The supply of drugs is controlled by an integrated licensing scheme based on the Law on Substance Controls. The CSA has complete control over all drug products, managing product type, production, packaging, and marketing. In practice, drug distribution in Gylias uses two main models: the pharmacy model and the regulated market model.
Drugs as medicine are distributed through pharmacies, together with other medications. Customers bring prescriptions and the attending pharmacists fulfil them by dispensing the respective drugs. Pharmacies also have drug counseling specialists in attendance, who offer advice about harm reduction, safer use, and referrals and treatment services to help users quit, where appropriate.
Drugs as consumer products are distributed through licensed outlets and premises. Production and distribution itself is carried out independently, by licensed manufacturers, importers, and retailers, the majority of which are cooperatives. The CSA serves as the link between the two: producers compete to supply the CSA with raw materials, while retailers sell drug products to appropriate customers.
The CSA determines packaging, controls promotion, sets conditions for sale, controls the price (in collaboration with the NPB), and incentivises production and use of harm-reduced products.
Licensed retailers are of two categories:
- On-license — allowing consumption on the premises, and providing medically-trained personnel for supervision and intervention if necessary.
- Off-license — not allowing consumption on the premises.
Besides licensed premises, there are also supervised drug consumption facilities, which function with legal sanction and medical supervision in order to provide a hygienic and stress-free environment for individuals to consume recreational drugs. The drugs themselves are administered by trained medical personnel, mostly orally, although provisions are made for those who opt for drug injection. Staff are additionally trained to administer oxygen or medication in case of an overdose.
Public policy includes extensive harm reduction and treatment efforts. Among these are public campaigns encouraging oral use of drugs over intravenous, supervised consumption facilities, provision of medically-trained staff in licensed premises, and needle exchange programmes.
The Public Health Agency's programs provide full coverage of drug outpatient treatment across Gylias, through specialised treatment facilities, detoxification units, public outpatient facilities, and accredited day centres.
These are all free of charge and accessible to all users who seek treatment, as with other health services. Drug treatment and rehabilitation programs focus on after-care and social re-integration.
Extensive research into psychopharmacology has allowed the NHS to use certain drugs for medicinal purposes. Psychedelic therapy is a common treatment for mental disorders, along with psychiatric medication. Cannabinoids are commonly used to treat chronic pain. Psychedelics are used in end-of-life care, while barbiturates are the main method of voluntary euthanasia.
Outside of official medicine, psychedelic microdosing has grown in popularity as a means to improve creativity, performance, and emotional balance.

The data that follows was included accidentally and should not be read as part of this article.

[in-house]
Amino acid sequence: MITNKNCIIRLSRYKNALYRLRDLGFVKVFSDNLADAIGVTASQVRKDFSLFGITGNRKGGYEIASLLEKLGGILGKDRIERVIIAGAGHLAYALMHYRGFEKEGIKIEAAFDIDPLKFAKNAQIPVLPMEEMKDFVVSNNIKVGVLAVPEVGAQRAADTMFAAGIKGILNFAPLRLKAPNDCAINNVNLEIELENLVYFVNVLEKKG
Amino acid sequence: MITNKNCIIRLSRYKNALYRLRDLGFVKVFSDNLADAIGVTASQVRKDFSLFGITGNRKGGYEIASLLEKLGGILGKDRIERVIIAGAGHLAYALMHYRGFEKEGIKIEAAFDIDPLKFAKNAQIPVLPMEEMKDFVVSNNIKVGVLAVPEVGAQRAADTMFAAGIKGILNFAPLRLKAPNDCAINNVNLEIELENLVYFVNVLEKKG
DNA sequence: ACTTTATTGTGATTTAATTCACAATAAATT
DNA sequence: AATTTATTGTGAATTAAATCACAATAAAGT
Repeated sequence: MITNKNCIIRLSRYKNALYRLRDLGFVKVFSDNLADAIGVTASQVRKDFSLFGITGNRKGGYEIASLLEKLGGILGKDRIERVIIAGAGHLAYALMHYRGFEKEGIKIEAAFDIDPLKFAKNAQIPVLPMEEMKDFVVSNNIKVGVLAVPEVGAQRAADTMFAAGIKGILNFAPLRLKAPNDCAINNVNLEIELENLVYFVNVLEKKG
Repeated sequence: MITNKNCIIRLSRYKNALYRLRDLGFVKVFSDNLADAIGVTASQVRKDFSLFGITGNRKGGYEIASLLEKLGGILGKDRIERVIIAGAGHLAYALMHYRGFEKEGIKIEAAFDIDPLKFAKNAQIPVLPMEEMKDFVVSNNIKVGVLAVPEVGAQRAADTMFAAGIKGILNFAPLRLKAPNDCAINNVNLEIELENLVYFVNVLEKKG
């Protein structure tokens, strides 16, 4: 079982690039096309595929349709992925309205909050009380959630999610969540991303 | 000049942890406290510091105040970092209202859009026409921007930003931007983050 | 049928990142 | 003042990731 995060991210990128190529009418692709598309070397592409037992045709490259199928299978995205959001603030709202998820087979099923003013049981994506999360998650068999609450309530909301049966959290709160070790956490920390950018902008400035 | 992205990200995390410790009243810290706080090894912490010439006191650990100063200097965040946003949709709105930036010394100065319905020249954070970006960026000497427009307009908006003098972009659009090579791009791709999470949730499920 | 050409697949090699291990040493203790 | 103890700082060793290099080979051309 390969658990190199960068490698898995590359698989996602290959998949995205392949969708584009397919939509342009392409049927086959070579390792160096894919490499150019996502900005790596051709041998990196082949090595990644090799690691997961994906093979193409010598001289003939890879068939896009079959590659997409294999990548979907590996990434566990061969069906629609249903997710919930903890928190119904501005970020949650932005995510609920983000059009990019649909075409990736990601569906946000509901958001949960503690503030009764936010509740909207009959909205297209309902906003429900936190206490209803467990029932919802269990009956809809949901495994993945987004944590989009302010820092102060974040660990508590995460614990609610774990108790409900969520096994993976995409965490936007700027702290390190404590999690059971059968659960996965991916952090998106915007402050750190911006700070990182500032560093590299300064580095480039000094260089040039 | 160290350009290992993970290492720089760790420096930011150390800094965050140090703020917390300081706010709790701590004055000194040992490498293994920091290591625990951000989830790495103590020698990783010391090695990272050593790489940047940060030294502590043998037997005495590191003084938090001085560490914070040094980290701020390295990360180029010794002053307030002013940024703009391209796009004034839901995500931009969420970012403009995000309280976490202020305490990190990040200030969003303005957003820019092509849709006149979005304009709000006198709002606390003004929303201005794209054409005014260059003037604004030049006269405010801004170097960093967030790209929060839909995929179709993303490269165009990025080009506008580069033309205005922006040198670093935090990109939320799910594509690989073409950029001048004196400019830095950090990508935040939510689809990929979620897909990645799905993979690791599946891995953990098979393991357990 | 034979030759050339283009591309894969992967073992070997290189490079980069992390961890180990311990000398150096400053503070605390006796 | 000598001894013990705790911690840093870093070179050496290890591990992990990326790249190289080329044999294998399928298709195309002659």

Widespread acceptance of responsible drug use and awareness of the numinous possibilities of drugs have had a significant impact on Gylian society. Public opinion, revealed through surveys and polls, is among the most liberal in Tyran on the matter, and a majority of Gylians have had at least one psychedelic experience.
While recreational and medicinal use of drugs is accepted, the Law on Substance Controls has influenced views on specific drugs. Psychedelic drugs — particularly cannabis, LSD, and ecstasy — enjoy a broadly positive reputation among the public. By contrast, more harmful drugs such as cocaine and heroin are shunned.
The Gylian drug culture promotes the ideal of "social consumption" — casual consumption of drugs in a social setting as conducive to atmosphere. As such, harder drugs are seen as "asshole drugs" — geared to individual consumption and making the user unpleasant towards others — and are unpopular.
Promotion of drugs by several researchers and activists during the "psychedelic revolution" reinforced the utopian sentiments of the Golden Revolution. Psychedelic influences have become an established presence in Gylian pop culture since the 1960s, seen in music, cinema, art, and other fields. High Times is a leading monthly magazine covering Gylias' psychedelic culture, latest developments in drug research, and advocating responsible drug use.
Commentators from various fields, both in Gylias and abroad, have drawn a connection between the popular acceptance of drugs and the success of the Golden Revolution. Klara Lennartsson, professor of medicine at the University of Erikshamn, argues that Gylias' example shows that use of psychedelics as an effective treatment for mental disorders is correlated with "greater concern for the environment, tolerance for diversity, and a higher sense of creativity and peacefulness in the population as a whole".
Similarly, Janet Chapman wrote in a 2014 Radix article that openness towards experimentation with psychedelics was a factor in consolidating the Gylian consensus and limiting the appeal of political extremism.
Recreational drug use is a notable element of Gylian tourism.